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Feasibility of a drop-in γ-probe for radioguided sentinel lymph detection in early-stage cervical cancer
EJNMMI Research volume 12, Article number: 36 (2022)
Minimally invasive radioguided sentinel lymph node (SLN) procedures, increasingly performed with robot-assisted laparoscopy, can benefit from using a drop-in γ-probe instead of the conventional rigid laparoscopic γ-probe. We evaluated the safety and feasibility of a tethered drop-in γ-probe system for SLN detection in patients with early-stage cervical cancer.
Ten patients with FIGO stage IA – IB2 or IIA1 cervical cancer scheduled for robot-assisted laparoscopic SLN procedure were included. All patients underwent preoperative 240 MBq technetium-99m nanocolloid (99mTc) injection and SPECT/CT imaging. Intraoperatively the tethered drop-in γ-probe SENSEI® (Lightpoint Medical Ltd, Chesham, UK) was used for probe guided SLN detection, subsequently confirmed by the standard rigid laparoscopic γ-probe. Sentinel lymph node detection rates and anatomical SLN location were assessed. Surgeon questionnaires were used to assess usability.
In all patients at least one SLN was successfully resected under guidance of the drop-in γ-probe (overall detection rate: 100%). Bilateral SLN detection rate with the drop-in γ-probe was 80%. Of the two patients with unilateral SLN detection only, one presented with an atypical SLN location at the aortic bifurcation that was detected only on SPECT/CT. The other patient had failed unilateral 99mTc uptake. Combined use of preoperative SPECT/CT and drop-in γ-probe resulted in a bilateral detection rate of 90%. Similar to the drop-in γ-probe, overall and bilateral SLN detection rate of the rigid γ-probe was 100% and 80%, respectively. No significant discrepancy existed between the count rate of the drop-in and rigid laparoscopic γ-probe (p = 0.69). In total 21 SLN’s were detected with the drop-in γ-probes including all three tumor positive nodes. Because of wristed articulation of the robotic tissue grasper and possibility of autonomous probe control by the surgeon, maneuverability and control with the drop-in γ-probe were highly rated in surgeon questionnaires. No adverse events related to the intervention occurred.
Sentinel lymph node detection with a drop-in γ-probe is safe and feasible in patients with early-stage cervical cancer. Use of the drop-in γ-probe enhances maneuverability and surgical autonomy during robot-assisted SLN detection.
Trial registration Netherlands Trial Registry, NL9358. Registered 23 March 2021, https://www.trialregister.nl/trial/9358.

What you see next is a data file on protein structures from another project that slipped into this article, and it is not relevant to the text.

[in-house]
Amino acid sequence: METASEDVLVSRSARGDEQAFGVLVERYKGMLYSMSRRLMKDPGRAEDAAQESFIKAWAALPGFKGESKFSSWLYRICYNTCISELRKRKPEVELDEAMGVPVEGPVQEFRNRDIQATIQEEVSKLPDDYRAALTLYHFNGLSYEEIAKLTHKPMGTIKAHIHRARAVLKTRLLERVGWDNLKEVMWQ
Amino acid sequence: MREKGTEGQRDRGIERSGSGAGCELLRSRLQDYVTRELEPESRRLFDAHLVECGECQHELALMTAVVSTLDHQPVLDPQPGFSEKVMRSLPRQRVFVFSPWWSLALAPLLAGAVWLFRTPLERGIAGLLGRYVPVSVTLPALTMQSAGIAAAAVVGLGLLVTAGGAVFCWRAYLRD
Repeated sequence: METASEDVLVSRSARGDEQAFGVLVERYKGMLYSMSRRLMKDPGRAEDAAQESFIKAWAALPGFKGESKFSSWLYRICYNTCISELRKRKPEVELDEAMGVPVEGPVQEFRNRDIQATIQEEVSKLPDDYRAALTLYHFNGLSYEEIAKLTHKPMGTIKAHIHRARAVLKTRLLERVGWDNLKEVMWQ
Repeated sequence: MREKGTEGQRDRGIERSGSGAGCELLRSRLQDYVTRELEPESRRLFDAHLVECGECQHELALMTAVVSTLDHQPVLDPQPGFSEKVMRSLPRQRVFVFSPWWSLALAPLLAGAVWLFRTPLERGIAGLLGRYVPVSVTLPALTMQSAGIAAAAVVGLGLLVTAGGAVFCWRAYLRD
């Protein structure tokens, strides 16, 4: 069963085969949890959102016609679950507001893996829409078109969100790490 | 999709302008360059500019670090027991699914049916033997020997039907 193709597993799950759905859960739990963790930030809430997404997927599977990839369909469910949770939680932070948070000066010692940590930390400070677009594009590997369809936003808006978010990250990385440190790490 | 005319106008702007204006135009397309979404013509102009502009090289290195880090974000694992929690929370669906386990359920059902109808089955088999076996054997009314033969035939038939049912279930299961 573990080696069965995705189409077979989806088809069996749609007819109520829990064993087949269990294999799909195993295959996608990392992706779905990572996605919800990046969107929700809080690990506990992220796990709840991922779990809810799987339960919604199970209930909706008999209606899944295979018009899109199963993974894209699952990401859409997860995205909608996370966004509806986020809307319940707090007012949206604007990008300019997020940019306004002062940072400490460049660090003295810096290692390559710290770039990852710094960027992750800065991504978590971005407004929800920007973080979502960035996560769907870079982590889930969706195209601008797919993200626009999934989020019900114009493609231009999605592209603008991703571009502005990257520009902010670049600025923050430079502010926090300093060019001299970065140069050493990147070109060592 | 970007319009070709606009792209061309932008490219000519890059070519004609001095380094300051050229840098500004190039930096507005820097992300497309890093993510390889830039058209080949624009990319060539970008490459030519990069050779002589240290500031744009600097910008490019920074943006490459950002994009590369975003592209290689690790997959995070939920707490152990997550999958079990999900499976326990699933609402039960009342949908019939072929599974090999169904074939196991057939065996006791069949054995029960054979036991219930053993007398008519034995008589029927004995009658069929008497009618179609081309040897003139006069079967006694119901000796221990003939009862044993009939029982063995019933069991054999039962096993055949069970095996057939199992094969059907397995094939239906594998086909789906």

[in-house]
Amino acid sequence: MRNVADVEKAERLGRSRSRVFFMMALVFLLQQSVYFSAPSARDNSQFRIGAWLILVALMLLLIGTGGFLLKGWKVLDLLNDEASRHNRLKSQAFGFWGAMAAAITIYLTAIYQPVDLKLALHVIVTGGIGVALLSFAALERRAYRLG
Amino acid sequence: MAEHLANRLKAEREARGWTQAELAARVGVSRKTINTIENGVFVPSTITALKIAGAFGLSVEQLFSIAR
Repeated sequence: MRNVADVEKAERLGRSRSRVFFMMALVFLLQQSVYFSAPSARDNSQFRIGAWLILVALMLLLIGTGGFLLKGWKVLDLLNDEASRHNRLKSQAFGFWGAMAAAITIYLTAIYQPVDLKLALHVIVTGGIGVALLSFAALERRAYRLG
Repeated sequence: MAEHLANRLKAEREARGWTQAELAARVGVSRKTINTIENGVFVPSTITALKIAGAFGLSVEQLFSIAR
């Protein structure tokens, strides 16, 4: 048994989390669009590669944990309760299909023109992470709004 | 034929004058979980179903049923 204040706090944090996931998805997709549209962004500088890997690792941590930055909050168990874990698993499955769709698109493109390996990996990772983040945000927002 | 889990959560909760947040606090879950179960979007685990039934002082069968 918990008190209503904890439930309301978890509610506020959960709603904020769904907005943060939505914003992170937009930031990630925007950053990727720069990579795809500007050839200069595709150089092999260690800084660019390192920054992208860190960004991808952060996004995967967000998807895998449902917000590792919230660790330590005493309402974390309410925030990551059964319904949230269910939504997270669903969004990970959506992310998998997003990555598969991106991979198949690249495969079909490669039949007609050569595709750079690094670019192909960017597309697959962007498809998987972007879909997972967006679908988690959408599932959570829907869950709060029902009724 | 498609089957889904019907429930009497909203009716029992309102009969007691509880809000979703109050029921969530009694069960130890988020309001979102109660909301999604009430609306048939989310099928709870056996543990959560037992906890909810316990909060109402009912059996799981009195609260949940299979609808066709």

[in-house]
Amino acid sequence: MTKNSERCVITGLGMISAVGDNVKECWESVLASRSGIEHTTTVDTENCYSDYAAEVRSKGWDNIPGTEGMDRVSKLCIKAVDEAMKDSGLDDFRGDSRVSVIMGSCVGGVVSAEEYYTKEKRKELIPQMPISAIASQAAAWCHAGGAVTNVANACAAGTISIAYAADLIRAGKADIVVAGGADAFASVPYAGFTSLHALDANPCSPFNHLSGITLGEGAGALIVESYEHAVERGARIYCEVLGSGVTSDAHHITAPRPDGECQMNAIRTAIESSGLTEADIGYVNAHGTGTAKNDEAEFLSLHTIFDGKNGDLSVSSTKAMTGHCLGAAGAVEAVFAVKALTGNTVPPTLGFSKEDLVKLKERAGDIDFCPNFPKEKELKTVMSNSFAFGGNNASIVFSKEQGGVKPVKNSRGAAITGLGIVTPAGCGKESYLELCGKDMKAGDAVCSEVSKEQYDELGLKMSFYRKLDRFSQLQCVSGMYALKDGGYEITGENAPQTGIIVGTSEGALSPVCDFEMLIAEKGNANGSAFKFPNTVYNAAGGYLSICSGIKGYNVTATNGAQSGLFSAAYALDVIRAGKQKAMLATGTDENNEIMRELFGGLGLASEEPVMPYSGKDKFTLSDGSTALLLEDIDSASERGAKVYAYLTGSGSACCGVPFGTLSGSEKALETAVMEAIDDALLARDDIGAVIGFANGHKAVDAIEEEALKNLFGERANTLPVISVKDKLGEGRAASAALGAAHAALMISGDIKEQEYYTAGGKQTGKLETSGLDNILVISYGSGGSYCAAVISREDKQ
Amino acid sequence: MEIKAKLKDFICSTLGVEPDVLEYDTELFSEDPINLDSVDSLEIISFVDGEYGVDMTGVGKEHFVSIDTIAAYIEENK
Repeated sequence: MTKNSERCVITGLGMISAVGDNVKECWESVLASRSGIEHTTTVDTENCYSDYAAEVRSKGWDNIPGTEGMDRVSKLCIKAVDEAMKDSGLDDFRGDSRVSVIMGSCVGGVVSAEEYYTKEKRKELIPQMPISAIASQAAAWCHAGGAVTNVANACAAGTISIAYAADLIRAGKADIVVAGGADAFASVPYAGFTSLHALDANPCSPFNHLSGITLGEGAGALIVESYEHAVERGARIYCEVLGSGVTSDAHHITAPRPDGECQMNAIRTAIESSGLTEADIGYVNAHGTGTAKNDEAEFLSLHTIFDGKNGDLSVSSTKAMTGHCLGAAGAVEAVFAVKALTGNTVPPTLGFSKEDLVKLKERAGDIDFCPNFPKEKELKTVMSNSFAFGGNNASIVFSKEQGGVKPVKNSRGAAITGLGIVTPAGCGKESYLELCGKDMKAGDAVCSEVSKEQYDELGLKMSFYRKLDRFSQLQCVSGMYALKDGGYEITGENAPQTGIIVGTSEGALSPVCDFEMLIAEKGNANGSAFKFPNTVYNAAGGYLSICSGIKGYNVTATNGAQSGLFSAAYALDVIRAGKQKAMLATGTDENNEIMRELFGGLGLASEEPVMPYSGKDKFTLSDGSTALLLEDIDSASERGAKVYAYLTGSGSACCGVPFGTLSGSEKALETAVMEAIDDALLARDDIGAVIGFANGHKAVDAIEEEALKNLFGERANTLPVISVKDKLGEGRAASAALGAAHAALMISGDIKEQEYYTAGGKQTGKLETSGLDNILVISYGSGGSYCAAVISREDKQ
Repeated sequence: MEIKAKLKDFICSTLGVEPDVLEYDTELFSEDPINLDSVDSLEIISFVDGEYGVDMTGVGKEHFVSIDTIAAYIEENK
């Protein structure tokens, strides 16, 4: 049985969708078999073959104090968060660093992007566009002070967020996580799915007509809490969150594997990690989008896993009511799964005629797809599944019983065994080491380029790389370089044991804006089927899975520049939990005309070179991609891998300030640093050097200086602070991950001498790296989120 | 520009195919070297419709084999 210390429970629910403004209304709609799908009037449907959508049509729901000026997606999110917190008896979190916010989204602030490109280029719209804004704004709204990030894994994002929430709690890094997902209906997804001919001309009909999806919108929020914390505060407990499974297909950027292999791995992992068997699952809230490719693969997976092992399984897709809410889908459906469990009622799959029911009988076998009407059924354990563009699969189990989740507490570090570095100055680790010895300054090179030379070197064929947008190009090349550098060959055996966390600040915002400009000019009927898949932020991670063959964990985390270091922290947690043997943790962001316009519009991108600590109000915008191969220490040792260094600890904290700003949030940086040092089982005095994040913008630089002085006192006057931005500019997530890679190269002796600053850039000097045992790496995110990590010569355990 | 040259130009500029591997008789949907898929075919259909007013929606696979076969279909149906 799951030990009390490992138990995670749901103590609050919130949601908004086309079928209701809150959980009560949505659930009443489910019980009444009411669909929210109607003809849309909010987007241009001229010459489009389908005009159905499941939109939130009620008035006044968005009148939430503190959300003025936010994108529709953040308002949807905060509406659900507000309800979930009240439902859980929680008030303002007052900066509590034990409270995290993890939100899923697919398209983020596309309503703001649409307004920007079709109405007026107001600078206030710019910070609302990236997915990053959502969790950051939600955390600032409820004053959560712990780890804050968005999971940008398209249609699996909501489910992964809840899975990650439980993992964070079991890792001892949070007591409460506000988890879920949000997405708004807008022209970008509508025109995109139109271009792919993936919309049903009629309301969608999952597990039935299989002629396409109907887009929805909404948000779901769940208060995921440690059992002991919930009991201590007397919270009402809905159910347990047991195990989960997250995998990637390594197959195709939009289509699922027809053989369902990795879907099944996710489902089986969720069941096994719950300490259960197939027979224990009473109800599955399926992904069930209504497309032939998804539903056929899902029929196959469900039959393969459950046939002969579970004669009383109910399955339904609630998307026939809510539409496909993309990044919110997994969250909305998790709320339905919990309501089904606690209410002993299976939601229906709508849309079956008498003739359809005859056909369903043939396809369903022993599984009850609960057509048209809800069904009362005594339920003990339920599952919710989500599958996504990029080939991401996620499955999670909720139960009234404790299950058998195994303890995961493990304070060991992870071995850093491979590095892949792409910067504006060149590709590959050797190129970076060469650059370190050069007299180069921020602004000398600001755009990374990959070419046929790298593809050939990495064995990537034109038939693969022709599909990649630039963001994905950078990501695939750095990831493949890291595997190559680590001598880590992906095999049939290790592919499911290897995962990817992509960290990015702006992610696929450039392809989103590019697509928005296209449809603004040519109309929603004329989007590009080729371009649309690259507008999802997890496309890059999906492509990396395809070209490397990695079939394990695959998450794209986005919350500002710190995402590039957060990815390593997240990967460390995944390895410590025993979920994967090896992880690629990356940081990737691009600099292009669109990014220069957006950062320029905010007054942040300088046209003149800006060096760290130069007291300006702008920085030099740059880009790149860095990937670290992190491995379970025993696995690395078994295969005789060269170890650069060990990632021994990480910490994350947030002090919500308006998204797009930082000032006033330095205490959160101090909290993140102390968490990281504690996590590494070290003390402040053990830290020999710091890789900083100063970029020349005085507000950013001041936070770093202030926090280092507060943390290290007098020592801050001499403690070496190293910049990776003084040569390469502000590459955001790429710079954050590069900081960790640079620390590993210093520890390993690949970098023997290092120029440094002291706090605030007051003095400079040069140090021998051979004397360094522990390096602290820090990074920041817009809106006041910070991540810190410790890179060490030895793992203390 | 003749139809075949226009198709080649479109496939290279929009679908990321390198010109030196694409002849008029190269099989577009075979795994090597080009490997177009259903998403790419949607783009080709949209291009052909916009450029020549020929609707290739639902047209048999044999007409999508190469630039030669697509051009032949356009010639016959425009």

The concept of sentinel lymph node (SLN) procedure is based on the existence of an orderly and predictable pattern of lymphatic drainage, with the first lymph node functioning as an effective filter for tumor cells that can be detected with a tracer or dye. Identifying SLNs by using the gamma emitting potential of radionuclides was a technology first introduced in the nineties [1, 2], and it has been the most researched technology for SLN detection in cervical cancer ever since [3,4,5]. The most frequently used radiopharmaceutical, technetium-99m nanocolloid (99mTc), enables both preoperative imaging with SPECT/CT and intraoperative guidance toward SLNs with a γ-probe. The shift toward minimally invasive surgery, including SLN detection to be a laparoscopic and robot-assisted procedure, has resulted in the development of rigid laparoscopic (elongated) γ-probes that can be inserted through a trocar. Application of these conventional rigid γ-probes during laparoscopic or robot-assisted surgery has several disadvantages. Their long rigid design and insertion through a trocar restricts the rotational freedom and maneuverability during surgery. Use of a rigid laparoscopic γ-probe can restrict reaching anatomical locations deep in the pelvic retroperitoneal space under a desired angle. Furthermore, when radioactive SLNs are located near a high activity background (i.e. point of tracer injection), careful probe positioning becomes pivotal in order to avoid background noise with falsely elevated measurements [6, 7]. With implementation of robot-assisted surgery, rigid probe positioning is further complicated as the surgeon no longer directly guides the probe himself, but now verbally guides the bedside assistant to handle the rigid laparoscopic γ-probe. Between robotic arms, accessibility of the trocar may be difficult and can further restrict maneuverability. A small laparoscopic tethered drop-in γ-probe (TDIP) which can be released in the abdominal cavity and grasped by the surgeon with a (robotic) laparoscopic forceps could overcome these drawbacks, as previously showed in prostate cancer patients [8, 9].